Give Me the Keys, Please



Give Me the Keys, Please

Being the caregiver of a parent creates new challenges daily. Slowly, the parent becomes the child and the child becomes the parent. And neither are happy. The parent resists help and direction from the person they used to tuck into bed at night and had to leave a night light on for. While adult children often experience a combination of resentment of the responsibility they have to assume as well as the fear of their parents anger towards them and the changing roles. In no situation is this more front and center than when a child has to finally take the car keys from a parent or a loved one with dementia.

The surrender of the car keys is often perceived as the end of the line where independence is concerned. The fact that the person with dementia may have had a number of fender benders, get lost regularly and lose their car in parking lots frequently is of no concern to them. Giving up the keys means being at the mercy of others. Those in possession of their car and keys will fight to keep them.

Fortunately for me, I never experienced this aspect of caregiving with my mother because she never learned to drive. Which was a hassle growing up, but a relief as a grown up.

I have absolutely no advice on how to take the keys away from an Alzheimer’s/dementia patient who is not on board with your observances of their driving. I do, however, have five compelling reasons for taking the keys away. (You may also want to remove the car from the premises as well. You never know when extra sets of keys may be lurking within their reach.)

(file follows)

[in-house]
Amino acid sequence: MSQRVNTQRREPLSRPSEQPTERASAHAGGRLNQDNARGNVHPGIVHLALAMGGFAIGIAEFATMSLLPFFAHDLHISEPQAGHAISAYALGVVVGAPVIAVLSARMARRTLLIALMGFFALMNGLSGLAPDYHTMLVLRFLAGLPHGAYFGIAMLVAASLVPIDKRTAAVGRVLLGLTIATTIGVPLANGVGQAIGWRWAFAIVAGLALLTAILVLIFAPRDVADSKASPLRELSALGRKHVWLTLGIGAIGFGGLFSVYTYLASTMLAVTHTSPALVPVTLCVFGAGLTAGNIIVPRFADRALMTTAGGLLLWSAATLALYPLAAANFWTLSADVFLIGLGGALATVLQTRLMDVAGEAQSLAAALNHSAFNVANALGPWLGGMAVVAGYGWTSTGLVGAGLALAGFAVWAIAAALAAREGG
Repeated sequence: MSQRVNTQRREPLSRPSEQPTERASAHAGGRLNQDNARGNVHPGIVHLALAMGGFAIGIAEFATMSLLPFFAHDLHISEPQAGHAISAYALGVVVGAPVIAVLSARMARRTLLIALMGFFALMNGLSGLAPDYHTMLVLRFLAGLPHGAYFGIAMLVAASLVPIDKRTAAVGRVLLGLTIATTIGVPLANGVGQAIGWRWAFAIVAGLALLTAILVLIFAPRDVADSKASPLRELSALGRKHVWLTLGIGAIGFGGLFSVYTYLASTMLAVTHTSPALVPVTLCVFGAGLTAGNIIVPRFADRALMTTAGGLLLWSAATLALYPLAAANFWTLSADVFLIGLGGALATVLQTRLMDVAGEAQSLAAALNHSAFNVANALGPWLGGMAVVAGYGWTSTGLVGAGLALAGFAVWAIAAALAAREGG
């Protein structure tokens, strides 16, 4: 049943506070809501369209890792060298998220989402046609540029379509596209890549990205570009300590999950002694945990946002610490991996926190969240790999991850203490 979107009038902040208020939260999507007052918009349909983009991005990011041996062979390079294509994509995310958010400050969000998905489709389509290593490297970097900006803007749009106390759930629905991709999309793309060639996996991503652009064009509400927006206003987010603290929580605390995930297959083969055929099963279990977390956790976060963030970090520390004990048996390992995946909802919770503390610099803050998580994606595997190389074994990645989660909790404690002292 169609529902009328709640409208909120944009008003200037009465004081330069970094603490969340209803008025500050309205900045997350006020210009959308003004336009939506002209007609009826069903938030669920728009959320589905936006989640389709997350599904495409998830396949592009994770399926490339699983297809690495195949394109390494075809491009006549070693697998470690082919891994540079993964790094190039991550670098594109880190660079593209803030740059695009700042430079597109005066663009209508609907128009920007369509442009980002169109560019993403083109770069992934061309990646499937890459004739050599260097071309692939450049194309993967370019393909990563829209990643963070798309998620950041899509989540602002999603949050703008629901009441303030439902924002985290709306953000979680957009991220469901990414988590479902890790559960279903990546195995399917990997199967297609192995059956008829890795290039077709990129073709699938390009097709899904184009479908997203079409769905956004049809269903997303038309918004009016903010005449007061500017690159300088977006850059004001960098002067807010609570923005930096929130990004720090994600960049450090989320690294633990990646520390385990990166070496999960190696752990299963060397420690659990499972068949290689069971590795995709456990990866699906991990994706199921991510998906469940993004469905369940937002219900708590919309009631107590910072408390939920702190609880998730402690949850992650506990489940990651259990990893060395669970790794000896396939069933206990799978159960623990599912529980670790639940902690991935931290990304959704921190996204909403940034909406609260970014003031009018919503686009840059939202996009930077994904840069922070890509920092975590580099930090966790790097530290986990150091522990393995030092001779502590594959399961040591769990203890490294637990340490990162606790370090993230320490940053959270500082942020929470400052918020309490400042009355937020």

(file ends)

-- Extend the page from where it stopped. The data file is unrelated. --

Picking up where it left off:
According to Georgia Regent’s University 1st Alzheimer’s Symposium, 207 drivers have been lost over the past ten years. Out of those 207 drivers:

· 32 were found dead

· 116 were found alive, but 35 of those were injured

· The main cause of death was drowning or exposure

But even worse, was:

· 70 of those drivers have never been found.

In other words, 70 families and countless loved ones have no closure; have no idea of the fate of the person missing; and in reality, will probably never know. No viewing, no obituary, no funeral. And what kind of condolence cards do you send someone who is living this nightmare? There are no words for it.

I cannot imagine living with the question eternally in my mind about the fate of a parent, spouse or sibling.

Ask others who have had to take this step with an Alzheimer’s/dementia patient. (One woman in my support group had the car “stolen” in the middle of the night. She asked for help from local police and staged a police report. Then she just kept doing the driving until her husband assumed this had always been normal for them.) In spite of all the advice you may receive on how to accomplish this, one day it will simply need to be done.

In all likelihood it will not be a pleasant experience. But you will sleep better at night knowing where they are and not wondering where they are.

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